What catalyzed growth was not an economic factor but a political motivation, an imperative for the ruling party to adopt a pro-business stance.

To quote Rodrik and Subramanian:

“We argue that the trigger for India’s economic growth was an attitudinal shift on the part of the national government in 1980 in favor of private business. Until that time, the rhetoric of the reigning Congress Party had been all about socialism and pro-poor policies. When Indira Gandhi returned to power in 1980, she realigned herself politically with the organized private sector and dropped her previous rhetoric. The national government’s attitude toward business went from being outright hostile to supportive. Indira Gandhi’s switch was further reinforced, in a more explicit manner, by Rajiv Gandhi, following his rise to power in 1984.”

The threat from the rival Janata Party, which in the 1977 elections soundly defeated Indira Gandhi’s Congress Party in central areas, led her to woo business.  That meant taking a pro-business stance, even if it diluted the Congress Party’s socialist and populist program.

The pro-market stance was basically an attitudinal shift, which was accompanied by haphazard, limited and incremental policy changes.  But the attitude of being pro-business was the signal that the Indian economy, which had already built up the formal industry sector under the import-substitution regime, and the Indian entrepreneurial class were waiting for.  That was enough to ignite the businessmen’s animal spirits.

Rodrik and Subramanian made a crucial distinction between being pro-market on the one hand and being pro-business on the other hand. They explained:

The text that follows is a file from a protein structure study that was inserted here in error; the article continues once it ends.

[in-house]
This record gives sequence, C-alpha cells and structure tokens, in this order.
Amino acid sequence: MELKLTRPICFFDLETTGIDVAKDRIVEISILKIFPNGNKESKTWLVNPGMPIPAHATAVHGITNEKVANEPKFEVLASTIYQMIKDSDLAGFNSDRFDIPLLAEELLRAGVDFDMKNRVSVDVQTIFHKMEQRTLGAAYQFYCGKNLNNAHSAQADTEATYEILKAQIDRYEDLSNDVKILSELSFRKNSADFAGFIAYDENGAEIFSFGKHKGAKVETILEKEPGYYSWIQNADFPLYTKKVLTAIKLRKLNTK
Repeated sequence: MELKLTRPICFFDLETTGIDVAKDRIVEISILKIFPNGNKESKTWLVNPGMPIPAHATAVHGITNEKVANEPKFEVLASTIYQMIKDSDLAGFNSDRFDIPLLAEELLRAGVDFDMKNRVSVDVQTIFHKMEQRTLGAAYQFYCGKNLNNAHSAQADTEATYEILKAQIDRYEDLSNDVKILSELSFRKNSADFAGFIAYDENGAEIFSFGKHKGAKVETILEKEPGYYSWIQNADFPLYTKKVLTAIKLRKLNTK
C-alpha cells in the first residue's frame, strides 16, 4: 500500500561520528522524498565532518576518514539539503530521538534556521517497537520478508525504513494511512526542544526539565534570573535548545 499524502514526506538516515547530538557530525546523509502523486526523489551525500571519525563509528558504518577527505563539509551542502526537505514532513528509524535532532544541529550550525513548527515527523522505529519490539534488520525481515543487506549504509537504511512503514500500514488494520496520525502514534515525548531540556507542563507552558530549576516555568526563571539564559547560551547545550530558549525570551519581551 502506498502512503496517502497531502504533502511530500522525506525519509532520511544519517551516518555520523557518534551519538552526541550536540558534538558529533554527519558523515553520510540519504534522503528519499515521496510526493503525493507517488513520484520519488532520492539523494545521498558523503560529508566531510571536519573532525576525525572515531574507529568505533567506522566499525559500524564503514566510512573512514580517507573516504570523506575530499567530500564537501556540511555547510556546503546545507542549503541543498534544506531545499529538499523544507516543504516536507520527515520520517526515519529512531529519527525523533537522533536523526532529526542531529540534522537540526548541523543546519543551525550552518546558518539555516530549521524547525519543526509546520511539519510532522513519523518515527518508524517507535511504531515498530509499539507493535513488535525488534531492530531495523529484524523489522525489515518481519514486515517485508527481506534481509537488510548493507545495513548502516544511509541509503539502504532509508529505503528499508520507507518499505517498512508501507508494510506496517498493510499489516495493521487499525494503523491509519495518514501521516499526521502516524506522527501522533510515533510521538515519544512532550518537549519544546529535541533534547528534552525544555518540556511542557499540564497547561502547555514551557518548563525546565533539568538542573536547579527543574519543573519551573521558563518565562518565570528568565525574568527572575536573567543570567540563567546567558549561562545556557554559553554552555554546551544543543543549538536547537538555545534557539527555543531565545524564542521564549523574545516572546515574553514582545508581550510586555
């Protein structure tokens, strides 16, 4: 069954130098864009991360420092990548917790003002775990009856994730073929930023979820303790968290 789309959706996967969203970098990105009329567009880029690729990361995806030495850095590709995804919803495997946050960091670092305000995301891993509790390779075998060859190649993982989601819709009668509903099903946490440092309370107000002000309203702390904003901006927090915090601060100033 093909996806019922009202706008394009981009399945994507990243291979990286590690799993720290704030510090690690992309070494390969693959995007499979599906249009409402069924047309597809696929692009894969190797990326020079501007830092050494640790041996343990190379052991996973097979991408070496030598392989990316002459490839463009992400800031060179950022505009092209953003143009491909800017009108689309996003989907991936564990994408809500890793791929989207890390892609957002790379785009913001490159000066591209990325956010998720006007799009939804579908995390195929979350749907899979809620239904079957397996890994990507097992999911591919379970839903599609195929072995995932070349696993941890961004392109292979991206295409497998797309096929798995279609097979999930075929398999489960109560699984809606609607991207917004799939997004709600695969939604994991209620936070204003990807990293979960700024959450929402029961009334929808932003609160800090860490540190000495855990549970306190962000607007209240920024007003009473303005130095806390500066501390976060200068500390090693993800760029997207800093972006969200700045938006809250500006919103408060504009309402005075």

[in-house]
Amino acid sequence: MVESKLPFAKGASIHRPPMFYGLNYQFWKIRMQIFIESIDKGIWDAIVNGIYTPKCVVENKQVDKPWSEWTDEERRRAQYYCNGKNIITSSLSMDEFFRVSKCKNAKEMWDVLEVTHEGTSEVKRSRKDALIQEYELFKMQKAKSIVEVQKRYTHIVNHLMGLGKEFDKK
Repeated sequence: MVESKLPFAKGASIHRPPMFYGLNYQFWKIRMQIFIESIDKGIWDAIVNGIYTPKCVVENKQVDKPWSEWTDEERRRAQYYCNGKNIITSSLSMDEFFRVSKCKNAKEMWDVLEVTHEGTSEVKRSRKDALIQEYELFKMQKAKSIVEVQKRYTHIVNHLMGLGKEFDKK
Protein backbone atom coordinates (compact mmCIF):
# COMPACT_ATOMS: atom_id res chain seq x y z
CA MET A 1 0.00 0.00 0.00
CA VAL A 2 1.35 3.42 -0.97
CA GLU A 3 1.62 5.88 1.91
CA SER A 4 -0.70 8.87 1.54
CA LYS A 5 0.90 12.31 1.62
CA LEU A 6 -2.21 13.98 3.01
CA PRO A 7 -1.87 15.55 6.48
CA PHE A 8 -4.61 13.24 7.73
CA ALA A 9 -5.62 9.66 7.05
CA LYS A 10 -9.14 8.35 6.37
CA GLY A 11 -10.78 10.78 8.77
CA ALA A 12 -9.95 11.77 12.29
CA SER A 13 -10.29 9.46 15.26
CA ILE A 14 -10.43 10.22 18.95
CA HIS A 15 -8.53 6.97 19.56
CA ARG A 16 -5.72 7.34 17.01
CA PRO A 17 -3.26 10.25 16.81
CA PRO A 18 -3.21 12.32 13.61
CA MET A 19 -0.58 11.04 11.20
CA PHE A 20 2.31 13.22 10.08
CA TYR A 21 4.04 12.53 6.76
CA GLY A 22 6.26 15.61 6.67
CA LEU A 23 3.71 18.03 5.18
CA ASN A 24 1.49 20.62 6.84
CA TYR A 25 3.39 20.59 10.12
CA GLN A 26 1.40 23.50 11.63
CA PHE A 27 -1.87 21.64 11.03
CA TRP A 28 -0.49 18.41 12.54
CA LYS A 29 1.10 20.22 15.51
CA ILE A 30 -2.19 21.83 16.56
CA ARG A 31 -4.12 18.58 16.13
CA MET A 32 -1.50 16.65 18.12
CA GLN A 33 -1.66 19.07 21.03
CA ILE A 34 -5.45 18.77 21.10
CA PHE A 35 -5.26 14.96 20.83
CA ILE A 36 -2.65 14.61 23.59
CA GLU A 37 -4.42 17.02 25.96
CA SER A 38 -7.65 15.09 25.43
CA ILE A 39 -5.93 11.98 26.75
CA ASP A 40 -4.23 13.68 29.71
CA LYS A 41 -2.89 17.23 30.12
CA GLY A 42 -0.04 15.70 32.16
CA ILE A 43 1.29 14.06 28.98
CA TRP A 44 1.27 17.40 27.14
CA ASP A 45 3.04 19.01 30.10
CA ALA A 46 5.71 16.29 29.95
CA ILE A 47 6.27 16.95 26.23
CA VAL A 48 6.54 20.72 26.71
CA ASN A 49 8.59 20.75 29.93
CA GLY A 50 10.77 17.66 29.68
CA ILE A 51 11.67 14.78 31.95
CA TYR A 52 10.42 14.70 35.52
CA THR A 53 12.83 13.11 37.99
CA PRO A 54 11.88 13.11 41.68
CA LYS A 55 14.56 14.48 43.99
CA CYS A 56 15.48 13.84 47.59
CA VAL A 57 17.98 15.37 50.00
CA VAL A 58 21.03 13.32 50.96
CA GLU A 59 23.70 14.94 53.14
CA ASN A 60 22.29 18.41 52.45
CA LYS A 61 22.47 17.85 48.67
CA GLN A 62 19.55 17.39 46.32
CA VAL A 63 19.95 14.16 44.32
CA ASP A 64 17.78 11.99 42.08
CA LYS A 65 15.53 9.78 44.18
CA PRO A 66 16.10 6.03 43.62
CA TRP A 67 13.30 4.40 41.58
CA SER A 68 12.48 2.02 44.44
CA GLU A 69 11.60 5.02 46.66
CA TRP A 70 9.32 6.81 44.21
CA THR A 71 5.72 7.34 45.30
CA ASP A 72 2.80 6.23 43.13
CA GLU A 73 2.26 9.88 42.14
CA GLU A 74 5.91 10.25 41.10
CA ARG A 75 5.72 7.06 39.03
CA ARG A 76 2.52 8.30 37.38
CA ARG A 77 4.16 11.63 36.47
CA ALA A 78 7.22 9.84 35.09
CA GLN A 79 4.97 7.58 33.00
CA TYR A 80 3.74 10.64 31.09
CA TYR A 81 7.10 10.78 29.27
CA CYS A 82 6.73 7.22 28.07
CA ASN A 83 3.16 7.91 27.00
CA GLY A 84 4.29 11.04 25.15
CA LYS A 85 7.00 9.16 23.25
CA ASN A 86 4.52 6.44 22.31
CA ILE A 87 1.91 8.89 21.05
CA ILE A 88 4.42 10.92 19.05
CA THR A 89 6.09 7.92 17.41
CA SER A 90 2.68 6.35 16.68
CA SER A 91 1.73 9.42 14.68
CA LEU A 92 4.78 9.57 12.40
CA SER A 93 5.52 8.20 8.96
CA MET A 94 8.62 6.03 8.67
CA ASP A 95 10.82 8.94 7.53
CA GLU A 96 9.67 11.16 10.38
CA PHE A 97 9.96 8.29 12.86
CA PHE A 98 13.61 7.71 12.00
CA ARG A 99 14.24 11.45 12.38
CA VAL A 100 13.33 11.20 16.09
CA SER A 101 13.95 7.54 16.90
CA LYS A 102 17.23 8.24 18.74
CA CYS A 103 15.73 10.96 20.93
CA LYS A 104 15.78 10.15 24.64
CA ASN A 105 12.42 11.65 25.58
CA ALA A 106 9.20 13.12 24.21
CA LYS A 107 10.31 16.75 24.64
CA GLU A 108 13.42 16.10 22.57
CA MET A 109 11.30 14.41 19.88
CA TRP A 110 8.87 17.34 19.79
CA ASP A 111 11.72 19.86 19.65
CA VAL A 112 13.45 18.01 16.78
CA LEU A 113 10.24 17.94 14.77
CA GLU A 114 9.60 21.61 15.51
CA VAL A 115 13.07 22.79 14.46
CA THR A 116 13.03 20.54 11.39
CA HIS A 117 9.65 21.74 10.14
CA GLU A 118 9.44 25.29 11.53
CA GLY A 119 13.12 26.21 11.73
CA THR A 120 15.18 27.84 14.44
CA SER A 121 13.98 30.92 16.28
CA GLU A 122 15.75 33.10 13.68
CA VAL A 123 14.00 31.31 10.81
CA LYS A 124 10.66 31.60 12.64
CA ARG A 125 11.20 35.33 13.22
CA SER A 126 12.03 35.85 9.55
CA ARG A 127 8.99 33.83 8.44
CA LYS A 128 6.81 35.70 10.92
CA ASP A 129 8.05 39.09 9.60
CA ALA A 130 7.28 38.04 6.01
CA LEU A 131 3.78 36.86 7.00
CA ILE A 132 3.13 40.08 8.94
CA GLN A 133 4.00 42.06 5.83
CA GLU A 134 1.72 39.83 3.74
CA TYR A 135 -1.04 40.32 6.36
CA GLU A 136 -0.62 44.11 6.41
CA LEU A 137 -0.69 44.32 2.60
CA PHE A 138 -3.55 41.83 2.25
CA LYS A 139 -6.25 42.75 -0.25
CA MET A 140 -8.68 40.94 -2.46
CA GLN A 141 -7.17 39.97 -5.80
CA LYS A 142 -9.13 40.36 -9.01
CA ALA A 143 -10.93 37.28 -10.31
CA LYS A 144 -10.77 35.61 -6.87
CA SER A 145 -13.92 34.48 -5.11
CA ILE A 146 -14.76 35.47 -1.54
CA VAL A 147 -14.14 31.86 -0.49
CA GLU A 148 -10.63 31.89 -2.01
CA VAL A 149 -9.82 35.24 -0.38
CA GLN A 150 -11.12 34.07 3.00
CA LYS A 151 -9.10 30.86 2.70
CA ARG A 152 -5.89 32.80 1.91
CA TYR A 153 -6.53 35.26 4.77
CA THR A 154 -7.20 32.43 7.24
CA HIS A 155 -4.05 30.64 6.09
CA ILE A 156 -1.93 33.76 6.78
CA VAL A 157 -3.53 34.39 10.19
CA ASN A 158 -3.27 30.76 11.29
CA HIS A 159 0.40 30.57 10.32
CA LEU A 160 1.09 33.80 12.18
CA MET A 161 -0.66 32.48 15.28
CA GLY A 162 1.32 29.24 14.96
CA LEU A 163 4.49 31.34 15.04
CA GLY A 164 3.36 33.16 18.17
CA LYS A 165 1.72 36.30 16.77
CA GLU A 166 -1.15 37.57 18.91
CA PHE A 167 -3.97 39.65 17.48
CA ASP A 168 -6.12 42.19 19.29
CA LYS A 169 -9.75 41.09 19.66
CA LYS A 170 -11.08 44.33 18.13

“The former focuses on removing impediments to markets and aims to achieve this through economic liberalization. It favors new entrants and consumers. A pro-business orientation, in contrast, focuses on raising the profitability of the established industrial and commercial establishments. It tends to favor incumbents and producers. Easing restrictions on capacity expansion for incumbents, removing price controls, and reducing corporate taxes (all of which took place during the 1980s) are examples of pro-business policies, while trade liberalization (which did not take place in any significant form until the 1990s) is the archetypal market-oriented policy.”

Furthermore, the authors pointed out that “genuine liberalization after 1991 added very little to aggregate economic performance.”  The attitudinal shift in 1980 was so powerful in triggering the burst of growth and productivity that it overwhelmed the ubiquitous market distortions.

Rodrik and Subramanian emphasized the institutional underpinning of the pro-business attitudinal change that became a powerful growth stimulant. India has had relatively strong political and economic institutions for a developing country, suggesting a potential for higher levels of productivity and income.  Thus, even a slight improvement in the policy environment can have a dramatic impact on the economy.  The shift to a pro-business stance was an example of a minor change with profound consequences, “something that did not leave much of a paper trail in actual policies but had an important impact on investors’ psychology.”

The Philippines can learn much from success stories like India and China. The Philippines and India, in fact, have much more in common with respect to initial conditions—specifically, a tradition of and the value for democratic institutions.

Yet, under Arroyo’s enchanted kingdom, we are missing the lessons from India’s growth transition.  Arroyo’s disrespect for institutions, her hostility toward business, and her harmful populism are bringing us farther away from the doorstep conditions to achieve long-term prosperity.